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עמוד בית
Fri, 31.05.24

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January 2023
Naama Hermann MD, Pnina Mor CNM PhD, Orit Kaidar-Person MD, Rinat Bernstein-Molho MD, Mali Brodsky RN MSc, Dana Madorsky Feldman MD, Anath A. Flugelman MD MPH MA, Hadar Aboody Nevo MD, Danna Meshoulam Avital MD, Miri Sklair-Levy MD, Eitan Friedman MD PhD, Tanir M. Allweis MD

Background: Population screening for the BRCA mutations in Ashkenazi Jewish women was recently implemented in Israel and is expected to lead to a 10-fold increase in the diagnosis of asymptomatic carriers. Performing the screening follow-up within multidisciplinary dedicated clinics for carriers is recommended for early detection and risk reduction.

Objectives: To determine the availability, capacity, and practices of dedicated screening clinic for BRCA carriers in Israel.

Methods: A telephone-based survey of all public hospitals in Israel was conducted October 2020 to August 2021 to determine whether they had a dedicated clinic. Dedicated clinics were defined as multidisciplinary screening clinics offering at least breast and gynecological screening and risk reducing services on site. The clinic director or nurse navigator answered a questionnaire about screening practices followed by a semi-structured interview.

Results: Of the ten dedicated BRCA clinics found in Israel, nine participated. Approximately 4500 BRCA carriers are currently being followed. No specialized clinics are available in the southern district or in the northernmost half of the northern district of Israel, leading to a disparity between periphery and center. Screening recommendations, although asserted as adhering to international guidelines, vary among clinics including age at initiating of clinical exam, use of adjunct imaging modalities, and follow-up during lactation and after risk reducing surgery.

Conclusions: There is a suboptimal distribution of dedicated clinics for BRCA carriers in Israel. Nationally centralized attempt to create guidelines that will unify screening practices is warranted, especially considering the expected increase in demand.

June 2016
Doron Goldberg MD MHA, Avi Tsafrir MD, Naama Srebnik MD, Michael Gal MD PhD, Ehud J. Margalioth MD, Pnina Mor CNM PHD, Rivka Farkash MPH, Arnon Samueloff MD and Talia Eldar-Geva MD PhD

Background: Fertility treatments are responsible for the rise in high order pregnancies in recent decades and their associated complications. Reducing the number of embryos returned to the uterus will reduce the rate of high order pregnancies.     

Objectives: To explore whether obstetric history and parity have a role in the clinician’s decision making regarding the number of embryos transferred to the uterus during in vitro fertilization (IVF).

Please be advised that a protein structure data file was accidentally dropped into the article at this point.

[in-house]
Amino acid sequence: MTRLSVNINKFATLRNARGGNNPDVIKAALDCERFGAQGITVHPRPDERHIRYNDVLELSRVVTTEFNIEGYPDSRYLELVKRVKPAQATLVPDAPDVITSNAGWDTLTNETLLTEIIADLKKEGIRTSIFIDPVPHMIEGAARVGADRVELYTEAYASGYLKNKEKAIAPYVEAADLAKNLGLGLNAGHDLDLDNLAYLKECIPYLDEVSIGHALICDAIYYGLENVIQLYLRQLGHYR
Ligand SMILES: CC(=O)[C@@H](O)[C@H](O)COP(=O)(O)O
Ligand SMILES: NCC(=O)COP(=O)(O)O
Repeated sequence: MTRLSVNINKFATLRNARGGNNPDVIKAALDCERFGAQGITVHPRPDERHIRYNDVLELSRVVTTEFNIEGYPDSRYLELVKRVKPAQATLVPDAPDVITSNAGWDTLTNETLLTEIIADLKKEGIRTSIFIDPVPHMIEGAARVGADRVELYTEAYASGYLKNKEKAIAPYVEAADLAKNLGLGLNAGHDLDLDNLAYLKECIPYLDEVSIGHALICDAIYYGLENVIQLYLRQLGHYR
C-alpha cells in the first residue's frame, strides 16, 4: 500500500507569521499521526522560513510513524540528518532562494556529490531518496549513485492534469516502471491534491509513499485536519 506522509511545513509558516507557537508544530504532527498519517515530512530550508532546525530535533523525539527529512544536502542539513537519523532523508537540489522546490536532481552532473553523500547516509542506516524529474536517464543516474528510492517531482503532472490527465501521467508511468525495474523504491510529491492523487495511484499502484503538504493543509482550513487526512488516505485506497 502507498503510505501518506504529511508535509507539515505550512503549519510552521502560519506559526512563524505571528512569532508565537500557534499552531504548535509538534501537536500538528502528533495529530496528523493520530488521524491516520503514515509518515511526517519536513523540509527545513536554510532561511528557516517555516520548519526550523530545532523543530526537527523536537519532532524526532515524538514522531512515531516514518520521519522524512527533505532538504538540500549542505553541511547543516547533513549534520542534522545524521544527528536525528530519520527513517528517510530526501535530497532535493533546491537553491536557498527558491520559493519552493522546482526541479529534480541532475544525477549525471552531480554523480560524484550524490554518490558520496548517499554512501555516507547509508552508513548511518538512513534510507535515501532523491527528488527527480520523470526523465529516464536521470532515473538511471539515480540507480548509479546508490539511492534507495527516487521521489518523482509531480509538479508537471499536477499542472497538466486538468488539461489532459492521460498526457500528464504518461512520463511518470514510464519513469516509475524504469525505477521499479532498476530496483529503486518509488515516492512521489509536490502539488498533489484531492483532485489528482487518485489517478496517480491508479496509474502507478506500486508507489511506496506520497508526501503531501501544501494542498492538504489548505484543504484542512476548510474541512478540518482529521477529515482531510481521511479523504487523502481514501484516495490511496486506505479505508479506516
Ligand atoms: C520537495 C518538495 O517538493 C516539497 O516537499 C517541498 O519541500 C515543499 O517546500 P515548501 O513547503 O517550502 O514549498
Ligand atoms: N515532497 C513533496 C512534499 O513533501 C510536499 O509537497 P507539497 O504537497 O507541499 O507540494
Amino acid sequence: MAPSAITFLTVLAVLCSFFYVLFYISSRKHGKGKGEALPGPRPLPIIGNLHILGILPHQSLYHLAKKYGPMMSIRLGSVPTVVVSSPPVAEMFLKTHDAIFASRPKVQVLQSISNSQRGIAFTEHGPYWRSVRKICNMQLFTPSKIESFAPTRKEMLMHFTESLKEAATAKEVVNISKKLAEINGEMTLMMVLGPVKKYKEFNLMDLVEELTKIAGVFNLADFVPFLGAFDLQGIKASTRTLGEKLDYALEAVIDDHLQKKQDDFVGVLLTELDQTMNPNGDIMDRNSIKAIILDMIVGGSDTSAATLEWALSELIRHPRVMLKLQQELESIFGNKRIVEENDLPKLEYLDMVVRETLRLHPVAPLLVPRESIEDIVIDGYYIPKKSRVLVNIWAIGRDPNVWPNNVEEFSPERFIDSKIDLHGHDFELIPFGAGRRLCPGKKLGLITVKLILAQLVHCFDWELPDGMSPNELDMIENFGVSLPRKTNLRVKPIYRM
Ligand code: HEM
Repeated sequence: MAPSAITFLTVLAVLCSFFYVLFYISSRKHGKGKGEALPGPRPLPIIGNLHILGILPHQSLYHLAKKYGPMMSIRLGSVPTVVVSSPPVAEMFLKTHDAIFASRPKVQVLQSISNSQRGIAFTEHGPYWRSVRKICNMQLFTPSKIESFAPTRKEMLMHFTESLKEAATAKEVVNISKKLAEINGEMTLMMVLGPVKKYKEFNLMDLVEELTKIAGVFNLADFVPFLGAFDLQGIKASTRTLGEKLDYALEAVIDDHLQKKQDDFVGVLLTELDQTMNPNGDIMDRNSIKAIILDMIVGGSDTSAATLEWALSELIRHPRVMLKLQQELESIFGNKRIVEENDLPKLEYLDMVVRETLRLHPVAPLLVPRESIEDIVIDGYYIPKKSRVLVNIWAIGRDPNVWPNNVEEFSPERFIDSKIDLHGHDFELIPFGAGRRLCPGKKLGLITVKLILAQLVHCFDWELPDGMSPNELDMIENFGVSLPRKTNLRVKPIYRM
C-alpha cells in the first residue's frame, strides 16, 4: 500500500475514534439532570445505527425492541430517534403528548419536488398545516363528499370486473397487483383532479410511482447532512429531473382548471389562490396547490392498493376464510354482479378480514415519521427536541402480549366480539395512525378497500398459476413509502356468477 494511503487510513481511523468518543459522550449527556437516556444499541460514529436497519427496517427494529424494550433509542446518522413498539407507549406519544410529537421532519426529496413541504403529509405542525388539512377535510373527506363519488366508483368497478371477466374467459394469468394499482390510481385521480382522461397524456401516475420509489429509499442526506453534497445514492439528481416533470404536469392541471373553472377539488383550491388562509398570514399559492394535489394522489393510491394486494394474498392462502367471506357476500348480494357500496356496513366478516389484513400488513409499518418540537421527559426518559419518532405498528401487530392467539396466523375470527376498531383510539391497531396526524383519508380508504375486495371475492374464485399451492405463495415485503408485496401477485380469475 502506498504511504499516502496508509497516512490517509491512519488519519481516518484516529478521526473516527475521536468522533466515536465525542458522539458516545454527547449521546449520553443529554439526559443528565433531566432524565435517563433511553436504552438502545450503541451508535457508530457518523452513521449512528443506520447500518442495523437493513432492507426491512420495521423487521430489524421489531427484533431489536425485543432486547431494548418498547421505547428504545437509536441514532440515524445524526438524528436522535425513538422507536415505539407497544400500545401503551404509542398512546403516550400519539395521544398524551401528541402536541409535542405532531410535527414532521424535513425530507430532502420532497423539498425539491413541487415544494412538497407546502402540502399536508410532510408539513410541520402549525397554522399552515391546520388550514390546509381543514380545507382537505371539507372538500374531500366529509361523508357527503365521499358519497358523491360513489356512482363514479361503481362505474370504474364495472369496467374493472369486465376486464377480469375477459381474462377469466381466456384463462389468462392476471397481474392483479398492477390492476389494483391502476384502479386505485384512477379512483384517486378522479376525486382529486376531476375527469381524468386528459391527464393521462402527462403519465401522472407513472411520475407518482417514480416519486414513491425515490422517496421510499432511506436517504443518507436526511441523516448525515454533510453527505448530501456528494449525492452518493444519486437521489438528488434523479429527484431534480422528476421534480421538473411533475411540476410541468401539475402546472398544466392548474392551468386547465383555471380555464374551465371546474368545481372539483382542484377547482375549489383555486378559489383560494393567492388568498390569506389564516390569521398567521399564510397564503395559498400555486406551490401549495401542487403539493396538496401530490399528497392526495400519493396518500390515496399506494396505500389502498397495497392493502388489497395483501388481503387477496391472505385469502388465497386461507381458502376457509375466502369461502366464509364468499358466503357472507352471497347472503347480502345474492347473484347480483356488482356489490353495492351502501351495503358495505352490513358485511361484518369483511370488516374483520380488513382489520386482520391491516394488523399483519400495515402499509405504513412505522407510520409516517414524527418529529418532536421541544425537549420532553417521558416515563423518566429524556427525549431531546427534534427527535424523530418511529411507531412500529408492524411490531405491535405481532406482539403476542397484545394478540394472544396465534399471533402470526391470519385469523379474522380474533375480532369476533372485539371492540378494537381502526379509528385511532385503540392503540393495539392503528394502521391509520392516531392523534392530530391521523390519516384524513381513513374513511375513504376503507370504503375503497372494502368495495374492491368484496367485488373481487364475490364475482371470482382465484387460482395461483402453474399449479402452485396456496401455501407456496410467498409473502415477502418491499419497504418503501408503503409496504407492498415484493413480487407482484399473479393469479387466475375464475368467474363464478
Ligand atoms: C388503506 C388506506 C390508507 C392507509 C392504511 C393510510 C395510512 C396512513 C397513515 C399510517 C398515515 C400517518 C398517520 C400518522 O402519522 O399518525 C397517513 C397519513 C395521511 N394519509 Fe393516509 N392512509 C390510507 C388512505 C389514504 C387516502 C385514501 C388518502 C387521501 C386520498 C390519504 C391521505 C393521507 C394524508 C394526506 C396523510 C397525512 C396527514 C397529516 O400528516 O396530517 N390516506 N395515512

Methods: In a retrospective study for the period August 2005 to March 2012, data were collected from twin deliveries > 24 weeks, including parity, mode of conception (IVF vs. spontaneous), gestational age at delivery, preeclampsia, birth weight, admission to the neonatal intensive care unit (NICU), and Apgar scores. 

Results: A total of 1651 twin deliveries > 24 weeks were recorded, of which 959 (58%) were at term (> 37 weeks). The early preterm delivery (PTD) rate (< 32 weeks) was significantly lower with increased parity (12.6%, 8.5%, and 5.6%, in women with 0, 1, and ≥ 2 previous term deliveries, respectively). Risks for PTD (< 37 weeks), preeclampsia and NICU admission were significantly higher in primiparous women compared to those who had one or more previous term deliveries. Primiparity and preeclampsia, but not IVF, were significant risk factors for PTD. 

Conclusions: The risk for PTD in twin pregnancies is significantly lower in women who had a previous term delivery and decreases further after two or more previous term deliveries. This finding should be considered when deciding on the number of embryos to be transferred in IVF.  

 

July 2008
A. Malkiel, P. Mor, H. Aloni, E. Gdansky and S. Grisaru-Granovsky

Background: Intrapartum risk is based mainly on obstetric history, which is lacking in primiparous women.

Objectives: To ascertain whether the traditional known risk of primiparity is an independent variable for both maternal and neonatal outcome.

Methods: All women admitted to labor during March-April 2002 were canvassed for eligibility for participation in the study based on an obstetric risk scoring system developed and validated for our population. During the study period, 1473 women presented for delivery. Of these, 298 women (20%) were eligible according to the exclusion criteria as "low risk" parturients: 135 (45%) were primiparous and 163 (55%) were multiparous (2–5 births).

Results: After correction for significant confounding factors, primiparity was revealed as an independent significant risk factor for instrumental delivery (odds ratio 15.5, 95%confidence interval 1.88–125) and for early postpartum hemorrhage (OR[1] 5.6, 95%CI[2] 1.9–16.6).

Conclusions:
This study highlights early postpartum hemorrhage as a significant risk for primiparous women, independent of mode of delivery, and also confirms previous reports of maternal complications requiring transfer from birth centers/home deliveries to tertiary centers.






[1] OR = odds ratio

[2] CI = confidence interval


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